Desktop Virtualization: Enabling the Anywhere, Anytime College Experience

Overcoming challenges while meeting the changing technology needs in higher ed
By: | Issue: February, 2015
January 7, 2015

As technology advances and students remain on the cutting edge, colleges and universities have no choice but to keep up. That means ensuring that students can access the information they need, whenever they need it, from whatever device they choose. This creates an array of challenges for institutions, from increased volume of help desk calls, to providing a consistent user experience across devices and operating systems, to controlling access to sensitive information. In this web seminar, an industry expert and a higher ed technology leader discussed how the latest advancements in desktop virtualization technology can help to overcome many of these challenges for colleges and universities, and meet the changing needs of students and faculty.

Geoff Murase
Group Manager—Solutions Marketing
VMware, Inc.

In higher education, a lot more students are bringing a variety of mobile devices on campus. The trend continues to rise. Data from EDUCAUSE show that students, on average, bring about 3.5 devices to school. And it’s not just students— of course, faculty and staff have mobile devices as well.

This trend creates a lot of challenges. For example, when people bring their own devices to campus, they still expect to be able to access local printers. Also, it’s not guaranteed that their device can install specific applications they may need for a class, creating an inconsistent user experience. Ensuring security is another challenge, especially when working on special projects, or with the government. Supporting student work styles is another concern, making sure students can work when and how they prefer. Differences in computing power between these various devices are also a concern; some students come from disadvantaged backgrounds and don’t have the latest technology, creating an inequality in access to computing power on campus.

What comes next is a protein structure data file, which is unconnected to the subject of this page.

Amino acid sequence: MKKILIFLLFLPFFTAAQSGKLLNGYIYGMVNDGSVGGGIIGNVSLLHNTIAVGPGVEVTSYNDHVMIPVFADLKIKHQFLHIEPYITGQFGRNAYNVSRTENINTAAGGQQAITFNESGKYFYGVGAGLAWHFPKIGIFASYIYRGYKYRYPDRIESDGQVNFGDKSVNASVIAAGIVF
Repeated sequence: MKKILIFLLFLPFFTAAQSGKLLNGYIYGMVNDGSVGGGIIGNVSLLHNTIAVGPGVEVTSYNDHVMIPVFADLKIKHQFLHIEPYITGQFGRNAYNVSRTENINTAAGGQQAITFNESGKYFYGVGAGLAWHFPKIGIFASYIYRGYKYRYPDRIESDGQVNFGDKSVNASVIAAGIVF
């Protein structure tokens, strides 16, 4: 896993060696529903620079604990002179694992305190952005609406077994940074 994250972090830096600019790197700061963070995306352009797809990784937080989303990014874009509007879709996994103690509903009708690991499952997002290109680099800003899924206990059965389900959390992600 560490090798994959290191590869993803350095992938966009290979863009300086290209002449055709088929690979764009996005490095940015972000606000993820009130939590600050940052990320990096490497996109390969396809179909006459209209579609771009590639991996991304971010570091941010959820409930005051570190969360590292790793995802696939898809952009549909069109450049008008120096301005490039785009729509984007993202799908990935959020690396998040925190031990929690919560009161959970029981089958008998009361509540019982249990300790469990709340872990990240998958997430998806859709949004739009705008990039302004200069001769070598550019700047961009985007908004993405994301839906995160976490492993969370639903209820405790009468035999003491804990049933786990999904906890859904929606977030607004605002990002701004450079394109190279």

At VMware, we offer a solution to these many challenges with our VMware Digital Backpack solution. It enables students to take their coursework virtually anywhere. We support any device or operating system. And you can even access a virtual desktop through an HTML5-compatible browser. This levels the playing field and provide an equal experience to all students.

We offer location-aware printing—based on what access point a student is using, a print job can be redirected via the network to a printer that’s nearby. One of the major challenges we hear about from professors is having to wait until a semester break to install new applications—but with our Digital Backpack solution, you could install new applications overnight.

We also address security. With the virtual desktop, all of the data and applications are located in the data center. Nothing is ever downloaded to the client device. So if the device is lost or stolen, there are no worries about sensitive information getting into the wrong hands.

The VMware Digital Backpack solution also supports student work styles. By offering virtual desktops, students are able to access their computer lab applications at any time, anywhere, from any device. This frees them up to work at their own pace. One institution we work with asked us to come up with an application that schedules computer-lab time; but as we pointed out, you don’t need such an application because with virtual desktops, the lab is open 24 hours a day.

When it comes to supporting a variety of devices, all of the processing is done in the data center so everyone has the same user experience. Furthermore, for graphics intensive applications, we partnered with NVidia and AMD to offer 3D graphics acceleration from the data center. For example, say you are running a Chromebook from your dorm room—you are still able to run complex 3D graphics applications by using a virtual desktop, because all of the processing, all of the GPU acceleration, is happening remotely, so you don’t need local processing capabilities to get your work done.